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Bristlecone Pine, White Mountains, California

Posted by
Gary Hart (California, United States) on 26 July 2009 in Plant & Nature and Portfolio.

Continuing my recent Eastern Sierra theme, today I share this image of an ancient bristlecone pine in the Schulman Grove of California's White Mountains, east of Bishop. Though technically not part of the Eastern Sierra, the bristlecones get an honorary admission due to their location, on the west side of the White Mountains, that provides a panoramic view across the Owens Valley to the Sierra crest and the Sierra's dramatic east face. A fortuitous byproduct of this proximity is that the bristlecone pine forest is now a much anticipated part of my Eastern Sierra fall workshops. I captured today's image in one of last fall's workshops.

The bristlecone pines, the oldest living organisms on earth, are one of a kind creations. This tree was 2,000 years old at the time of Christ. Interestingly (to me at least), the bristlecones that live in the harshest, most exposed areas live the longest. (There's metaphor there.)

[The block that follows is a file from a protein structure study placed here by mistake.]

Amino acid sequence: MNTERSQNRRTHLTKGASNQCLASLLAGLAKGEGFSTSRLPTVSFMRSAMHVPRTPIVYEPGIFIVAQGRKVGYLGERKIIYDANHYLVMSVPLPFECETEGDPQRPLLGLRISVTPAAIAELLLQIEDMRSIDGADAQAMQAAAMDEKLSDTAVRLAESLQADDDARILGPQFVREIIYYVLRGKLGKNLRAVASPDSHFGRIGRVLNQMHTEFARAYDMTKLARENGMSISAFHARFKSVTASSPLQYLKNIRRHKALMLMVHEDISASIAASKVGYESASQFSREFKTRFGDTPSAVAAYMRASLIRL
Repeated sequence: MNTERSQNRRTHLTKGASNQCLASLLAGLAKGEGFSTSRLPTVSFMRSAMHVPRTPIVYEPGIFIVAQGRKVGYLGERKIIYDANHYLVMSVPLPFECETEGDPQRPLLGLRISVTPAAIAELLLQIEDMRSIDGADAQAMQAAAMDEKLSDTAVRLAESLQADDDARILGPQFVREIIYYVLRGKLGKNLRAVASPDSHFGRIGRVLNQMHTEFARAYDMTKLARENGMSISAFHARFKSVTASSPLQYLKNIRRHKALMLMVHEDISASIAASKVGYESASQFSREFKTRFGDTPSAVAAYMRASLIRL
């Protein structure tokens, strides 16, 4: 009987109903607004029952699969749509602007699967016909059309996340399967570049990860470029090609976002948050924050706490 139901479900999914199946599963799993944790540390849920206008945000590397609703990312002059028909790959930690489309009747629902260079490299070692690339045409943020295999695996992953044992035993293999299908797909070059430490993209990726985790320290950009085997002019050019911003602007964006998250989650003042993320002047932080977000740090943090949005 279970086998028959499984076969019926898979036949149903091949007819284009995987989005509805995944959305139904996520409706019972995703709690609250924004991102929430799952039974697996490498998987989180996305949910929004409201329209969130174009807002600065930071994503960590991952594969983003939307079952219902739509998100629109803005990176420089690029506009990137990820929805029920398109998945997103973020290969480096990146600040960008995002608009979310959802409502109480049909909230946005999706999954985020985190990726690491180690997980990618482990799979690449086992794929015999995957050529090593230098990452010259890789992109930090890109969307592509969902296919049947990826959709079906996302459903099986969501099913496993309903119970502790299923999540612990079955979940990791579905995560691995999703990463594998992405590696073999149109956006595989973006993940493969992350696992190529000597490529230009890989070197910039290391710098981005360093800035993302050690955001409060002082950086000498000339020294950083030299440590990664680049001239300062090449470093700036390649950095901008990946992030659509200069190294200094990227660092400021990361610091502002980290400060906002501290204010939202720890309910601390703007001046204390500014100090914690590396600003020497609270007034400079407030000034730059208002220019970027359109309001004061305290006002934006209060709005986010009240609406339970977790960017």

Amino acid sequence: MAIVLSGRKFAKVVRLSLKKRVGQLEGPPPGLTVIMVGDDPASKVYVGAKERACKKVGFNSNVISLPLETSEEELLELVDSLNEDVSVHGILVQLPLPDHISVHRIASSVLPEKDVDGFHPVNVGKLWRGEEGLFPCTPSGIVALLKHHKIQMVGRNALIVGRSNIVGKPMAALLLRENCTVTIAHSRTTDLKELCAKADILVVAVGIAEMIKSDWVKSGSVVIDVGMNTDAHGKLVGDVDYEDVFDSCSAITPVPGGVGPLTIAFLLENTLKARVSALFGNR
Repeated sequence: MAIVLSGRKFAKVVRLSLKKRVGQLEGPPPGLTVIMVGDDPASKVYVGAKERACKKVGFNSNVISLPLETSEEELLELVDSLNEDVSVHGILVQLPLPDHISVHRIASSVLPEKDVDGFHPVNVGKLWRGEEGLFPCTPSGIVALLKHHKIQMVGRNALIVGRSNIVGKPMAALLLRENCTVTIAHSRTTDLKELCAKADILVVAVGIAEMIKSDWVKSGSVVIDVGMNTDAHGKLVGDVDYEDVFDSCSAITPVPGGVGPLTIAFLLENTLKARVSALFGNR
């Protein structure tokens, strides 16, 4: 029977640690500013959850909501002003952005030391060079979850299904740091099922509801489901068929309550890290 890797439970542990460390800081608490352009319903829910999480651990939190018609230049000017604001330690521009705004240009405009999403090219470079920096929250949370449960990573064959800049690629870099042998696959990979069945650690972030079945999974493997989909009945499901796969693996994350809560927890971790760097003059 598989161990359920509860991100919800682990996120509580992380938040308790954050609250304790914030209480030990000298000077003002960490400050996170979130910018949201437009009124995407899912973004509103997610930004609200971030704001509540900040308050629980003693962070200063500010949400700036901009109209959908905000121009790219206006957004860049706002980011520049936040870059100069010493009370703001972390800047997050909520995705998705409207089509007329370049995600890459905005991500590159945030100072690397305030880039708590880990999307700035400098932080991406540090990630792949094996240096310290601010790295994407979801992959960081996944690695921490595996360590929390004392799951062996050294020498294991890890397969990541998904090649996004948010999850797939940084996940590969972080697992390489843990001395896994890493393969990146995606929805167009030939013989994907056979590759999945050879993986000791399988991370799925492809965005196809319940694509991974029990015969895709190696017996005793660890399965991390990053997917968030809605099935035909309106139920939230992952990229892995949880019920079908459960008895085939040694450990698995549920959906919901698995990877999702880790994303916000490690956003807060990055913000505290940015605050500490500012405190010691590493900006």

Photographing these marvels is simultaneously a challenge and tons of fun. The challenge is doing them justice--while not particularly large, the bristlecones have a physical presence that's difficult to convey in two dimensions. Like the giant redwoods, it is humbling to be among them. On the other hand, their corkscrew branches, gnarled trunks, and intricate texture makes them complex and fascinating subjects from any angle or distance, great for every lens in your bag from wide to macro.